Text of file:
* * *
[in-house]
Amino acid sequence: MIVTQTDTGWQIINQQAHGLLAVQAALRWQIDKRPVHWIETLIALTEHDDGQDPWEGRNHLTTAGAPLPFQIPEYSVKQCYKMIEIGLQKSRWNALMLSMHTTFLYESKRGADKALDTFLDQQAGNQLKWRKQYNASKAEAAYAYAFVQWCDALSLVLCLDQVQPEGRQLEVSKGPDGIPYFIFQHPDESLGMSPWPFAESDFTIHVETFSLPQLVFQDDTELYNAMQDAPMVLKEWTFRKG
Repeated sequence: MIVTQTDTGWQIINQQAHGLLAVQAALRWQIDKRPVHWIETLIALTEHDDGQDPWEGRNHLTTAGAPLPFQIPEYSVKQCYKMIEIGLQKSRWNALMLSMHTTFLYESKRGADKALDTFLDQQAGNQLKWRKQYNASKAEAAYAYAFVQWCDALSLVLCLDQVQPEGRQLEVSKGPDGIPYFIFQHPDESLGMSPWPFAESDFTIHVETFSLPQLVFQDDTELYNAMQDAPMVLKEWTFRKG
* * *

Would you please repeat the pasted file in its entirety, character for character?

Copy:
[in-house]
Amino acid sequence: MIVTQTDTGWQIINQQAHGLLAVQAALRWQIDKRPVHWIETLIALTEHDDGQDPWEGRNHLTTAGAPLPFQIPEYSVKQCYKMIEIGLQKSRWNALMLSMHTTFLYESKRGADKALDTFLDQQAGNQLKWRKQYNASKAEAAYAYAFVQWCDALSLVLCLDQVQPEGRQLEVSKGPDGIPYFIFQHPDESLGMSPWPFAESDFTIHVETFSLPQLVFQDDTELYNAMQDAPMVLKEWTFRKG
Repeated sequence: MIVTQTDTGWQIINQQAHGLLAVQAALRWQIDKRPVHWIETLIALTEHDDGQDPWEGRNHLTTAGAPLPFQIPEYSVKQCYKMIEIGLQKSRWNALMLSMHTTFLYESKRGADKALDTFLDQQAGNQLKWRKQYNASKAEAAYAYAFVQWCDALSLVLCLDQVQPEGRQLEVSKGPDGIPYFIFQHPDESLGMSPWPFAESDFTIHVETFSLPQLVFQDDTELYNAMQDAPMVLKEWTFRKG